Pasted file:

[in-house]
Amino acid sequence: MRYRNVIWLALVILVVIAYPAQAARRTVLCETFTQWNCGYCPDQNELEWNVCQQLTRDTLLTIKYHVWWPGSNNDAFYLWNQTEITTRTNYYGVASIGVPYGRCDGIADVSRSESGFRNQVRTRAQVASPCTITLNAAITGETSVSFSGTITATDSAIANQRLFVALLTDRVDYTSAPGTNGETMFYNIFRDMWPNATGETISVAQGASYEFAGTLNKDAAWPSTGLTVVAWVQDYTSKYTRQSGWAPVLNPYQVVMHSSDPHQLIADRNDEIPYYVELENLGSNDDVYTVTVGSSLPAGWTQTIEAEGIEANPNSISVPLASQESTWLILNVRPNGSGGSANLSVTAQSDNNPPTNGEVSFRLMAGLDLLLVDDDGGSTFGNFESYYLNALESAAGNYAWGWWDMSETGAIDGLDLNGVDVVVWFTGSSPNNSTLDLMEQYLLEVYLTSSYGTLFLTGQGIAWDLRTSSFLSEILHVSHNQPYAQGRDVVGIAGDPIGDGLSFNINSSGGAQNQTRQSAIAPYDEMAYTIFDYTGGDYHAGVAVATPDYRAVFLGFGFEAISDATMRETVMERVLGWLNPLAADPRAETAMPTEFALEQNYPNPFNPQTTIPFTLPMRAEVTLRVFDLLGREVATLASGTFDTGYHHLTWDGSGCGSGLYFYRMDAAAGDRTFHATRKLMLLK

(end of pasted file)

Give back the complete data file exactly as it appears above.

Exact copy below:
[in-house]
Amino acid sequence: MRYRNVIWLALVILVVIAYPAQAARRTVLCETFTQWNCGYCPDQNELEWNVCQQLTRDTLLTIKYHVWWPGSNNDAFYLWNQTEITTRTNYYGVASIGVPYGRCDGIADVSRSESGFRNQVRTRAQVASPCTITLNAAITGETSVSFSGTITATDSAIANQRLFVALLTDRVDYTSAPGTNGETMFYNIFRDMWPNATGETISVAQGASYEFAGTLNKDAAWPSTGLTVVAWVQDYTSKYTRQSGWAPVLNPYQVVMHSSDPHQLIADRNDEIPYYVELENLGSNDDVYTVTVGSSLPAGWTQTIEAEGIEANPNSISVPLASQESTWLILNVRPNGSGGSANLSVTAQSDNNPPTNGEVSFRLMAGLDLLLVDDDGGSTFGNFESYYLNALESAAGNYAWGWWDMSETGAIDGLDLNGVDVVVWFTGSSPNNSTLDLMEQYLLEVYLTSSYGTLFLTGQGIAWDLRTSSFLSEILHVSHNQPYAQGRDVVGIAGDPIGDGLSFNINSSGGAQNQTRQSAIAPYDEMAYTIFDYTGGDYHAGVAVATPDYRAVFLGFGFEAISDATMRETVMERVLGWLNPLAADPRAETAMPTEFALEQNYPNPFNPQTTIPFTLPMRAEVTLRVFDLLGREVATLASGTFDTGYHHLTWDGSGCGSGLYFYRMDAAAGDRTFHATRKLMLLK